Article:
The presence of extremely high quality materials elevates the 330i’s interior to compete with vehicles twice the price. The M-Sport steering wheel provided on our test vehicle is light-years improved over that of the diesel variant, with a thick, merino-leather wrap that feels natural in the palm. The bolstered seats have clearly been designed with longevity in mind, with added accented stitching and segmented areas to prevent uneven wear. Even the storage space seems to be manufactured with elegance in mind, with a somewhat oddly placed wireless charging tray under the central climate controls, the space is pleasantly large and shrouded by leather.
While the flashy tech and lavish interior are welcomed and appreciated, they are only half of the battle. BMW’s trusty slogan is ‘The Ultimate Driving Machine’ not ‘The Best Place to Sit,’ after all.
Luckily, the new 330i keeps the claim alive. Powered by a 190kW 4-cylinder engine paired with an 8-speed sport automatic transmission, ample acceleration is just a foot-stomp away. The 400Nm of torque makes the 330i feel like a dominant force off the line. It certainly isn’t a slouch around the bends either. While there was no M-adaptive suspension on our test vehicle, the ride was excellently balanced and kept the chassis flat when thrown into a curve. While the steering feels on-point around corners, power is quite limited when exiting; Quite disappointing as the exit is the most important spot for power delivery. Somewhat surprisingly, the sporty 19-inch wheels provide a smooth and grippy ride. The brakes were also a spot of praise, stopping the 330i as fast as it can accelerate.
As far as the typical 3-series formula is concerned, the 2019 330i certainly fulfills the criteria of comfort and sportiness, leaving one crucial piece: Practicality.
As a sport oriented saloon, the 2019 330i allows quite a bit of room to sprawl out. The 14-way front seats allow for ample legroom for driver and passenger. The front cabin feels increasingly more spacious with the large sunroof in the open position. A mesh slide cover would have been a more ideal solution, rather than a block out cover, but the increased size is quite a nice addition. The rear seats are also fit for three adults to sit without any awkward squirming. BMW has always touted that 3 full-sized golf bags can fit in the boot of any 3-series and the 2019 330i is no exception. The tried and true BMW 40/20/40 folding seats allow for a 480-litre boot; plenty of space for weekend adventures. While space is ample, there are quite a few cracks and crevices that smartphones and other trinkets to get lost in. My only other gripe is the underwhelming cargo hooks that might make loading anything more than two bags a hassle.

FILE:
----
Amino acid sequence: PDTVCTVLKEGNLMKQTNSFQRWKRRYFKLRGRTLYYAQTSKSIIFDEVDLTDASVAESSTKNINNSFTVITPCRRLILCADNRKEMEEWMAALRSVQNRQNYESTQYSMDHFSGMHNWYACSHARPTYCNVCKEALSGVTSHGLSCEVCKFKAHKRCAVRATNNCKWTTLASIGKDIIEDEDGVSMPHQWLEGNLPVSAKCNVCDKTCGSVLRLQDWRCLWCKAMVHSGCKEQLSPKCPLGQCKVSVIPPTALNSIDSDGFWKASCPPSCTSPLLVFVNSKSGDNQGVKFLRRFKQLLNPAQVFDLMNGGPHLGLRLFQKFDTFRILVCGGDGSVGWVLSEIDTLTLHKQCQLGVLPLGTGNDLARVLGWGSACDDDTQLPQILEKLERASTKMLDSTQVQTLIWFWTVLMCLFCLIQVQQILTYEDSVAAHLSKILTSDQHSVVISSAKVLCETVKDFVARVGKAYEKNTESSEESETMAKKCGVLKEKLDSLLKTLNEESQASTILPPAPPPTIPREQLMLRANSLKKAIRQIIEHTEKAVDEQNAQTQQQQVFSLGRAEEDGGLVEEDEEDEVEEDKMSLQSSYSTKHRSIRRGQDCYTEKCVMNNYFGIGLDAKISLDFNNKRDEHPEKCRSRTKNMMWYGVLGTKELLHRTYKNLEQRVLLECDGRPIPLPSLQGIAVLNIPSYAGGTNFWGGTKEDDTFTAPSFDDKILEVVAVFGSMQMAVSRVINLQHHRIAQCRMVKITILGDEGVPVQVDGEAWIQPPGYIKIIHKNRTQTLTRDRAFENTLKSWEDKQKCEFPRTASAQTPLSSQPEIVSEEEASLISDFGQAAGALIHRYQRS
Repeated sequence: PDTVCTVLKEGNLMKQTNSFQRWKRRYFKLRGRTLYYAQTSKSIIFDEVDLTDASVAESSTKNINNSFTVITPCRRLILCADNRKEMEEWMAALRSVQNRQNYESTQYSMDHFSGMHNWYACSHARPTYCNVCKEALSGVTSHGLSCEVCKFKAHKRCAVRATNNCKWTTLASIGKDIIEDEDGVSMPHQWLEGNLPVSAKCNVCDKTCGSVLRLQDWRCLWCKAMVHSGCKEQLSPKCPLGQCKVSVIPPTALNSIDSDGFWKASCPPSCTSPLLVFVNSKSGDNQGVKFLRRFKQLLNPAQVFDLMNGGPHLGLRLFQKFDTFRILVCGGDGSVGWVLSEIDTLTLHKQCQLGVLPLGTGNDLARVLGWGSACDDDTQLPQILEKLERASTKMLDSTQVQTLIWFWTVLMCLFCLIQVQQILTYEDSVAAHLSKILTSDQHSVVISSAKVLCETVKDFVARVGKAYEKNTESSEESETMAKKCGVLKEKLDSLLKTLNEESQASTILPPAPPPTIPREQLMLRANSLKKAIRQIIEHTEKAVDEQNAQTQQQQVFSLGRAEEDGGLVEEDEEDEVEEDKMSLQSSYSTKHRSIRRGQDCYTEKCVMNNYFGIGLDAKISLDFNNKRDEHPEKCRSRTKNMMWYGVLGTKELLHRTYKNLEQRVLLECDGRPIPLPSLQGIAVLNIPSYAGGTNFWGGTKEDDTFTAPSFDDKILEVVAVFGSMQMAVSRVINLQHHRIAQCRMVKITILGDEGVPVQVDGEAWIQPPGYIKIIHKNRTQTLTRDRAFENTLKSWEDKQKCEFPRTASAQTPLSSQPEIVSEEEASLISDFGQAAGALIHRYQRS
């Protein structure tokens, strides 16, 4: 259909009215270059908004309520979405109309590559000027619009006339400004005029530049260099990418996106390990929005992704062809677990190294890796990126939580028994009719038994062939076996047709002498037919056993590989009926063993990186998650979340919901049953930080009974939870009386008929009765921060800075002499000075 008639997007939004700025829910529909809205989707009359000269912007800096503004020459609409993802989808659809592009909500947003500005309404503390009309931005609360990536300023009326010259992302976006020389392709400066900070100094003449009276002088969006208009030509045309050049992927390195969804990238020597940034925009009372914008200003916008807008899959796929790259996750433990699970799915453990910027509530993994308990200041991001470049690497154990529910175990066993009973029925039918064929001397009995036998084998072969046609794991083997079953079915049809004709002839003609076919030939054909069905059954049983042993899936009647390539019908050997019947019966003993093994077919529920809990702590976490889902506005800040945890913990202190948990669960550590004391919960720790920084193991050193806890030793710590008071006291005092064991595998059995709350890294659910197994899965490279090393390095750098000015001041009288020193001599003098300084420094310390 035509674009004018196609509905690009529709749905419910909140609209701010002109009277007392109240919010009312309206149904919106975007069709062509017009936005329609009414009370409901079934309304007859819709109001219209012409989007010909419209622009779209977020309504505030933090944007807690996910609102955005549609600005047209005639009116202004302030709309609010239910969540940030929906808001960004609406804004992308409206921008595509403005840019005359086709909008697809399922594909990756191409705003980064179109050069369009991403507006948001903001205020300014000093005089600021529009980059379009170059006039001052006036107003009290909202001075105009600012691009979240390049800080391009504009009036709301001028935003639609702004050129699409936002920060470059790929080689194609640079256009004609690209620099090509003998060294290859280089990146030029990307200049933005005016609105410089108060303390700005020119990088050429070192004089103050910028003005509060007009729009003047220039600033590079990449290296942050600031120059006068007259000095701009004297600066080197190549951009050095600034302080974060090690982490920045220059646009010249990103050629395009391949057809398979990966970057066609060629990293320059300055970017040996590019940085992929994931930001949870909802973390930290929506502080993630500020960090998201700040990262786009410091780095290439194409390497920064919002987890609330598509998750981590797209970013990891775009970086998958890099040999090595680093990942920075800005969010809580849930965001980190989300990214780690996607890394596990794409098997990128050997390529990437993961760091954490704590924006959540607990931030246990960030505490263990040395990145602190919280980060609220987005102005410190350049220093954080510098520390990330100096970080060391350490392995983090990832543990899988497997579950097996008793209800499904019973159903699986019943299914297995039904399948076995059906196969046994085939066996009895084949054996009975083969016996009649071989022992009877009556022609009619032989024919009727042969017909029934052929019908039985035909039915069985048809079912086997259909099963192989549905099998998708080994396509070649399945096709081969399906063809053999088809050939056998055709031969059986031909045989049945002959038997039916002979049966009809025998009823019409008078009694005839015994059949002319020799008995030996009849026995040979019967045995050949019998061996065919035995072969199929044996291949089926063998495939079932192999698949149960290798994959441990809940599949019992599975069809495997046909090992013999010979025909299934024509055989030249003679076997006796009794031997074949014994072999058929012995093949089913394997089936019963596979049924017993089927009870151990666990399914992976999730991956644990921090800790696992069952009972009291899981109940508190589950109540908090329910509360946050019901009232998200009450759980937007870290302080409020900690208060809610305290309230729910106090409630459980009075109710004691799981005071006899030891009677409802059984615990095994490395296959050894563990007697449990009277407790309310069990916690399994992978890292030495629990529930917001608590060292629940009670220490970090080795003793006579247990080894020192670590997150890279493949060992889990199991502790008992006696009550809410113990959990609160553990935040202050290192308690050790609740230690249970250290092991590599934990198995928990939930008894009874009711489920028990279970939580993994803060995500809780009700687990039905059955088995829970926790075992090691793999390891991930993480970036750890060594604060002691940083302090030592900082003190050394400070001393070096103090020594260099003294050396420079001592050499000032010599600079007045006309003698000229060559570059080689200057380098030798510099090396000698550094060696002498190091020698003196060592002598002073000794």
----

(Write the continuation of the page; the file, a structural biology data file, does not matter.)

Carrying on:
BMW had a lot to live up to with the newest iteration of the 3-series. It can be a make or break for a distinguished manufacturer to redesign a model that has defined a brand for decades. With the new 3-series platform, I am pleased to say that BMW has largely succeeded. Even on the lower end of the 3-series range with the 330i, you get the elegant and premium driving experience that BMW has been widely renowned for in the past.
By Amandeep Sethi